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Exploring democracy trends: a democracy support data interactive tool

Democracy has globally declined over the last decade, due to numerous internal and external challenges to democratic societies. Where does the democracy assistance go? The new democracy support data tool of the European Democracy Hub digs deep into the major donors’ democracy spending. 

Autocracies rising, wars ravaging, widespread unrest: these are just some of the challenges that have put democracy and democratic values under strain. Democracy assistance must be there to face these challenges and support democratic societies. In order to do so, quality democracy support evidence and access to information on democracy support worldwide is essential.  

An interactive way of researching democracy data

As part of the European Democracy Hub’s efforts to collect and analyse democracy support funding, our new European democracy support data tool offers an overview of such funding from European Union (EU) institutions and other European donors.

The tool showcases data from the Organisation for Economic Cooperation and Development’s (OECD’s) Creditor Reporting System, which covers the period 2014–2020, with a focus on official development assistance (ODA) disbursements for government and civil society provided by European donors.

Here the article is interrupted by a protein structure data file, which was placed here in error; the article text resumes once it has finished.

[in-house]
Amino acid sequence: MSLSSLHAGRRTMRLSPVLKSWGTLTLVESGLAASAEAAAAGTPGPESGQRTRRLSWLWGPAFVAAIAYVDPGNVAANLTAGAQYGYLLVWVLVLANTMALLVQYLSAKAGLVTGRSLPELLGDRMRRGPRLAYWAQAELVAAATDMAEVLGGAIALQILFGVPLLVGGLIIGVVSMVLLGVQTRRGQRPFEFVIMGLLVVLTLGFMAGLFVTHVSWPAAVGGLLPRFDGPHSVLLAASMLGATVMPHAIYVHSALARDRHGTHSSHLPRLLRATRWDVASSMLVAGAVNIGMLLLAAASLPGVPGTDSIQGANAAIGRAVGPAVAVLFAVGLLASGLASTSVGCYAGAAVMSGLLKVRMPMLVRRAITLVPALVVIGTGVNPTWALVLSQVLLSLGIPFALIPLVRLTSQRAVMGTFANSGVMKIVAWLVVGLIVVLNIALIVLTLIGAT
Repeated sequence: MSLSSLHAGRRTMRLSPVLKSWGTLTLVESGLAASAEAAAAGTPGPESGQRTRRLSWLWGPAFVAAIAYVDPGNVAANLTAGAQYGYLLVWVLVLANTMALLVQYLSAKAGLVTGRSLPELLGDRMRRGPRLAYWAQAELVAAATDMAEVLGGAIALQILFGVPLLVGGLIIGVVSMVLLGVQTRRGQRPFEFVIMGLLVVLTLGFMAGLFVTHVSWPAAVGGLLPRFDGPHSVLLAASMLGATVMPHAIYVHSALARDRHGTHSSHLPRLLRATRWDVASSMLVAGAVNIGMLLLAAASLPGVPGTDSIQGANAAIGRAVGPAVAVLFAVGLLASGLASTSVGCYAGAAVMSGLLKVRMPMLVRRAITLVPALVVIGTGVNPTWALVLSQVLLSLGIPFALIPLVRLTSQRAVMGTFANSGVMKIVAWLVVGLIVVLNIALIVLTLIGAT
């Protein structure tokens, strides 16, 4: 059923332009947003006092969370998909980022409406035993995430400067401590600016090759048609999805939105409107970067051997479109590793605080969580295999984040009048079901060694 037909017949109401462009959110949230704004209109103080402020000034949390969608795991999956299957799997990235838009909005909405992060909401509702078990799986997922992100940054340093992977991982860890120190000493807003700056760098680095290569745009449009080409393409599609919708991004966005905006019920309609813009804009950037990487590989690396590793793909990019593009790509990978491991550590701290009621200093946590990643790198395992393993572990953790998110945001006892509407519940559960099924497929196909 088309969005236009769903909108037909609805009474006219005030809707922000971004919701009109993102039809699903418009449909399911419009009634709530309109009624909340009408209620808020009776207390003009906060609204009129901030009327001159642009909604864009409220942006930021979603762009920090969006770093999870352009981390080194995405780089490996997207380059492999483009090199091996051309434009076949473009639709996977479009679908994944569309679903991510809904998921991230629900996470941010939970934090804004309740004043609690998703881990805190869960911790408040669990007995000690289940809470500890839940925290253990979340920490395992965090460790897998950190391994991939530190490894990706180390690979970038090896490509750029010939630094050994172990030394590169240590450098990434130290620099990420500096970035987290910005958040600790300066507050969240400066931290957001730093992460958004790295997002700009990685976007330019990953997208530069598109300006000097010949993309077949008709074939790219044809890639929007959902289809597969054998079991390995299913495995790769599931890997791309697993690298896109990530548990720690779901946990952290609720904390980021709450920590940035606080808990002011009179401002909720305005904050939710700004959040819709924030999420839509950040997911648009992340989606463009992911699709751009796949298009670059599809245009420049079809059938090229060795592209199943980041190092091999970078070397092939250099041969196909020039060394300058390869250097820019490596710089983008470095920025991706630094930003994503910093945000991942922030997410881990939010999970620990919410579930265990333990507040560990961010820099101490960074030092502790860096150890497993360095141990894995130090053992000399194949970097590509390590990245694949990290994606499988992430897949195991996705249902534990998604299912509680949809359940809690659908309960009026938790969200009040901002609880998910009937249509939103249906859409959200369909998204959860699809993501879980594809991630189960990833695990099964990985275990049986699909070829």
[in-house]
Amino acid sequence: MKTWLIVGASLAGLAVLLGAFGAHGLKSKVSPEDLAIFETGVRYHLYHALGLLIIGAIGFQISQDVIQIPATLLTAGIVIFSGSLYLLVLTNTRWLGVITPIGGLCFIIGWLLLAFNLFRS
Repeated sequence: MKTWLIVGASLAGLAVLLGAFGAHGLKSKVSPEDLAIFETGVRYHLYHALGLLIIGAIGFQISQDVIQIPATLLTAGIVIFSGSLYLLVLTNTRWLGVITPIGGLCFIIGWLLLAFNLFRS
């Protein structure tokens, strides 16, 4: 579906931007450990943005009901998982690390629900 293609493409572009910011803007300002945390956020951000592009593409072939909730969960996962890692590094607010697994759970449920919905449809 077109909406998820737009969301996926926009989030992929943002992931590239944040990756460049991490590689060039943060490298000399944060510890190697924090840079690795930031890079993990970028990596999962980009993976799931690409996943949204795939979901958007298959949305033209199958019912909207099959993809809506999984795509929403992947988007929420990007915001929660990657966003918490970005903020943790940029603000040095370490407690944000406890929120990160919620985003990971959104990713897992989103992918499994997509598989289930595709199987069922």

Users can browse 12 distinct categories of core democracy support funding: civil and political rights, civil society support, civic and political education, electoral assistance, election observation and follow-up missions, justice and the rule of law, media support, parliamentary strengthening, political participation, political-party support, political inclusion, and transparency and anti-corruption. 

What do we take from the analysis? 

The study of the data has revealed interesting trends rumoured for years among democracy support practitioners. Do you want to find them out? Check the analysis of the tool by our Evelyn Mantoiu and Richard Youngs.

The European Democracy Hub is an initiative implemented by the European Partnership for Democracy and Carnegie Europe.

Photo Credits: Daphne Matthys